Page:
On March 6, 2014, the Supreme Court of Ohio held that the statute of frauds barred a group of guarantors from raising, as a defense to a collection suit, a claim that the bank’s right to enforce the guaranties was barred by an alleged oral agreement. In that case, FirstMerit Bank, N.A. v. Inks, Slip Opinion No. 2014-Ohio-789, BakerHostetler litigators Thomas Warren and Patrick Lewis persuaded Ohio’s high court that the statute of frauds applies equally to bar enforcement of oral agreements, whether offered in prosecution or defense of an action.
In Inks, the defendants personally guaranteed a commercial real estate loan that went into default. The bank foreclosed and the property was sold at a sheriff’s sale. The bank then obtained cognovit judgment against the guarantors. The guarantors moved to vacate the judgment, claiming they had a defense: an alleged oral agreement with the bank to stop the sale and release the bank's mortgage on the property for a discount. The bank vehemently denied an agreement had been made. Moreover, the bank argued, any defense based on the alleged agreement was barred by the statute of frauds.
The trial court denied their motion to vacate, holding that the alleged oral agreement violated the statute of frauds because it contemplated the release of the bank’s mortgage, which under the statute must be in writing to be enforceable. On appeal, the Ninth Appellate District reversed, concluding that the statute of frauds only prohibited parties from bringing an action to enforce certain types of oral agreements, but not from raising defenses. To the Ninth District, the defendants were free to raise the alleged oral agreement as a defense to the judgment, even if the statute of frauds prevented them from suing on the agreement.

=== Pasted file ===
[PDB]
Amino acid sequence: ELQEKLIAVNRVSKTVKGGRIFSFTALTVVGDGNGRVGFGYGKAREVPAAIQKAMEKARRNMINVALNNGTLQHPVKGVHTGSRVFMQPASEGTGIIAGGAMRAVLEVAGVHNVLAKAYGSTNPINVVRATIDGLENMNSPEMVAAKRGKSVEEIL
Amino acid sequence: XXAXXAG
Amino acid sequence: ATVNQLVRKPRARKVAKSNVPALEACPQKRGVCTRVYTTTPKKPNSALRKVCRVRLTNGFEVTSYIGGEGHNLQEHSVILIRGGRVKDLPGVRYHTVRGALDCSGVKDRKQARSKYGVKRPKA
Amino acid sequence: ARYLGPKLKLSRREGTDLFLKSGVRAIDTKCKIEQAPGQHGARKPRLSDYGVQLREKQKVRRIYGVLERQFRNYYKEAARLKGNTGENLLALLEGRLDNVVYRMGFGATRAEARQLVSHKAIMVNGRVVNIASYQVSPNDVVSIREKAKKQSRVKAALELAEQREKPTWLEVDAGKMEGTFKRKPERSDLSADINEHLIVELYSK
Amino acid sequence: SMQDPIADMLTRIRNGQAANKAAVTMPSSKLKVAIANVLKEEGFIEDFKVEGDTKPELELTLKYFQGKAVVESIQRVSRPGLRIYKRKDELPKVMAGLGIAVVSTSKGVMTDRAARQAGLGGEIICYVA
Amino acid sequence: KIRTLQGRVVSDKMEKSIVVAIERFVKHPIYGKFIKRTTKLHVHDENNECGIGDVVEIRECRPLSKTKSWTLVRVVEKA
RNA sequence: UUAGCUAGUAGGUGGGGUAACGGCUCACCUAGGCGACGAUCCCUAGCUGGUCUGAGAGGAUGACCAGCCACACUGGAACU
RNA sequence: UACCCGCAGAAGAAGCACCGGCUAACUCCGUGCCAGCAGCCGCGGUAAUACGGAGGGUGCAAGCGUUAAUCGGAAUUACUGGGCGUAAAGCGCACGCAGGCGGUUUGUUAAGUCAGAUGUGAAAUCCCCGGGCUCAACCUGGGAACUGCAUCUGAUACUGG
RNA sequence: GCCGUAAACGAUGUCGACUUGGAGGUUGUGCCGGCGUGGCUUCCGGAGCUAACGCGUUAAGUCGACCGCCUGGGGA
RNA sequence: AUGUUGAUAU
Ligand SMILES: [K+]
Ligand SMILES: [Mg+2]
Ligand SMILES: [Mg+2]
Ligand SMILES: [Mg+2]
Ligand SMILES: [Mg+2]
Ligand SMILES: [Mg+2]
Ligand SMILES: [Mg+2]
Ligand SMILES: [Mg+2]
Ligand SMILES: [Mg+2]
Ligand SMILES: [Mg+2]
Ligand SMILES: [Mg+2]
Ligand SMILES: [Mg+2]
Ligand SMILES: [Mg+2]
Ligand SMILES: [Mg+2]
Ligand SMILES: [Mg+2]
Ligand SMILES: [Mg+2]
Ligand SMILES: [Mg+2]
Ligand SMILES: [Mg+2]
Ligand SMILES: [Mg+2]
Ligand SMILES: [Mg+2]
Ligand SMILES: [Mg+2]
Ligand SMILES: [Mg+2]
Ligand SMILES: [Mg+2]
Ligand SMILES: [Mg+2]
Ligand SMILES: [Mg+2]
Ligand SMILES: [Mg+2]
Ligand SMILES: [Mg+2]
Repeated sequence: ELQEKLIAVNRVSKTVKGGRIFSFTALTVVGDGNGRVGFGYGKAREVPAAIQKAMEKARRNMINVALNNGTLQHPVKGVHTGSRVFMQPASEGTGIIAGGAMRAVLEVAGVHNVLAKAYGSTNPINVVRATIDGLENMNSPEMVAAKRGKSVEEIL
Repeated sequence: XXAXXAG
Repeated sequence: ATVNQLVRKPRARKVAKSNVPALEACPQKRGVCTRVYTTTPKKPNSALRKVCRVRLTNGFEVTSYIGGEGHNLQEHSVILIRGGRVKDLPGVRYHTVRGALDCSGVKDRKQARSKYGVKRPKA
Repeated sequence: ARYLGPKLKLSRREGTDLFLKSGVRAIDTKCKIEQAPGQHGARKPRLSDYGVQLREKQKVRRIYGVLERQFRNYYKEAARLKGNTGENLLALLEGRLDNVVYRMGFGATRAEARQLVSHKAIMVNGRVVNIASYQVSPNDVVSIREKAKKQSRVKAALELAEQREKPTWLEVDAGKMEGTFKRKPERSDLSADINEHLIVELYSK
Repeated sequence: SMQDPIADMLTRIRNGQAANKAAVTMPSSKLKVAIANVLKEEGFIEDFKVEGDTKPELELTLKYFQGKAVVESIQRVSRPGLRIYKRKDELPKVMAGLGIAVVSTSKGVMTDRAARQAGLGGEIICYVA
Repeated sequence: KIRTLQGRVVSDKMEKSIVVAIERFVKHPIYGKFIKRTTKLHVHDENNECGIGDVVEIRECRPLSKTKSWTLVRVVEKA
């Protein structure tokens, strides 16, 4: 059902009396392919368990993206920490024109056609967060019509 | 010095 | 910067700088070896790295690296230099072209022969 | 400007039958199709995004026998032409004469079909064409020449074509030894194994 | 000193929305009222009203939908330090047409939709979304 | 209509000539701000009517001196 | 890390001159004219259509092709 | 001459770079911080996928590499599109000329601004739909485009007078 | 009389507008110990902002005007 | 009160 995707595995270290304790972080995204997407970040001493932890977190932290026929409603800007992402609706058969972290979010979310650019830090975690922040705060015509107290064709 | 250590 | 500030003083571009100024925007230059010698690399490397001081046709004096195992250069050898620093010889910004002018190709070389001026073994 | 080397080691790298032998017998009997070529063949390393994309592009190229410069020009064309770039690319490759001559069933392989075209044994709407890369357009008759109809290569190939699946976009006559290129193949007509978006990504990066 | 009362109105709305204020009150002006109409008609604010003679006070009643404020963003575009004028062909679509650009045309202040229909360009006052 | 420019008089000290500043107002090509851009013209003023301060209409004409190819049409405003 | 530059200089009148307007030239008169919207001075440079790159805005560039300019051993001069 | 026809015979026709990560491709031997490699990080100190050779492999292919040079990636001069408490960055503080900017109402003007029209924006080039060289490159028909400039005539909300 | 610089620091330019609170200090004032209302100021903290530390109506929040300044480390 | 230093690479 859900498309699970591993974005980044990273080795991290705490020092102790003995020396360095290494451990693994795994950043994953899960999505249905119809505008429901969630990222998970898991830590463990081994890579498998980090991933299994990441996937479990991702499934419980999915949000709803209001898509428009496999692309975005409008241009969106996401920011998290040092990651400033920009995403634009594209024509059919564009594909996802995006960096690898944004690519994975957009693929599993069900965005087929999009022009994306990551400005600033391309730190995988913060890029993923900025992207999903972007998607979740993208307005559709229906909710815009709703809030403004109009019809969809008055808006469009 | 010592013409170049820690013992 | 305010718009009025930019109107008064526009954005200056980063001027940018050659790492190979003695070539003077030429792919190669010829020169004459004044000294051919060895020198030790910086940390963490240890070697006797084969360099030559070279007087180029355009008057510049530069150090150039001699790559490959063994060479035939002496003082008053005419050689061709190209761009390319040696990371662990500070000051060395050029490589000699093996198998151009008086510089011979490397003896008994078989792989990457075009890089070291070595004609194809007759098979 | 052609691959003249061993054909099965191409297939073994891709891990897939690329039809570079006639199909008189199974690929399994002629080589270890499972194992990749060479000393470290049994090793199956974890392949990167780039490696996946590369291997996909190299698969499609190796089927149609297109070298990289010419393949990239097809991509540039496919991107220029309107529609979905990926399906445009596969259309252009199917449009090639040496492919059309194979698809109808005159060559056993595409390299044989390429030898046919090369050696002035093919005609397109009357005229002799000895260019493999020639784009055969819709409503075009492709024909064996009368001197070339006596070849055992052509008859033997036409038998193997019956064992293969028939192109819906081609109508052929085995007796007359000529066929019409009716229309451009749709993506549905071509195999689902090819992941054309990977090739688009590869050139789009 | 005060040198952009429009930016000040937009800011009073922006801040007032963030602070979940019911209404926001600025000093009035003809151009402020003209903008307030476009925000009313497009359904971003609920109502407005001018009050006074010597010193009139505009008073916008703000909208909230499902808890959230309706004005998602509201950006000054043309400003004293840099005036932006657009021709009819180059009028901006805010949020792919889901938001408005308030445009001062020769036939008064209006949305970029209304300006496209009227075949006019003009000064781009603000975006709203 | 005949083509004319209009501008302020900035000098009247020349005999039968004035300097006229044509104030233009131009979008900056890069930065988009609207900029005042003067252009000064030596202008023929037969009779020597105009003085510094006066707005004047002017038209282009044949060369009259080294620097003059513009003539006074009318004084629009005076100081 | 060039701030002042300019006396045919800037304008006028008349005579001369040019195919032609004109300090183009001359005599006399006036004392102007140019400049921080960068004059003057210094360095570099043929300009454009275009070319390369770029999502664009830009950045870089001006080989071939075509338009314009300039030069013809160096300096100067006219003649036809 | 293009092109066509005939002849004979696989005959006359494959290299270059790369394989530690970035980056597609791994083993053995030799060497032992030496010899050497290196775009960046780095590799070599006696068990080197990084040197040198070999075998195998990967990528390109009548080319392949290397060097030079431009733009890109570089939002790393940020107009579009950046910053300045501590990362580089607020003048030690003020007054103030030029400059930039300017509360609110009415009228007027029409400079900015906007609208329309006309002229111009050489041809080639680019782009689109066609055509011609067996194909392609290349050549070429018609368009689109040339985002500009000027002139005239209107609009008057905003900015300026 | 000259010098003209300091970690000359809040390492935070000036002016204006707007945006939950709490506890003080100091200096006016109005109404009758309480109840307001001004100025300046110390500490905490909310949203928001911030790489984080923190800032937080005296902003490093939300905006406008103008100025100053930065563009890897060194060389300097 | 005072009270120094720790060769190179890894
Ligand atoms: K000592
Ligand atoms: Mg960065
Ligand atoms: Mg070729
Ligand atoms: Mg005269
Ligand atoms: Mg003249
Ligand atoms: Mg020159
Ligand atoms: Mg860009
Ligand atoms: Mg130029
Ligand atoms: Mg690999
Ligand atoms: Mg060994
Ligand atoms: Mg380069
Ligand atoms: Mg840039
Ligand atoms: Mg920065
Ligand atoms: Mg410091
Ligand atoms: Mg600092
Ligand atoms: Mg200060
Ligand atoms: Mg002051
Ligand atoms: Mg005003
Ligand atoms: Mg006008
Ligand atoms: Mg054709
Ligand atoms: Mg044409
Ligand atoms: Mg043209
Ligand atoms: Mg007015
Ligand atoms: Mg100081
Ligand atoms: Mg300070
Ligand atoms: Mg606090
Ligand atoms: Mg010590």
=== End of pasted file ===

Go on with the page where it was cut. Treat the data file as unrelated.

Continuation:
The Supreme Court disagreed. Declining to adopt the Ninth District’s action/defense distinction, the Court unanimously reversed the Ninth District and reinstated the trial court’s judgment. Citing to precedent dating to the 19th Century, the Court held that “the statute of frauds bars a party from enforcing an oral agreement falling within the statute in either the prosecution or defense of an action.” Id. ¶ 22. In its holding, the Court recognized that “to allow the defendant to avail himself of [an oral agreement] as a defense would be enforcing it in his favor while the same right is denied to the other party, thus defeating the very object of the statute.” Id. at ¶ 20, quoting Tague v. Hayward, 25 Ind. 427, 429-430 (1865).
The Court’s holding in Inks underscores the importance of documenting agreements falling in the statute of frauds (e.g., commercial loans, real estate sales, and prenuptial agreements) in writing.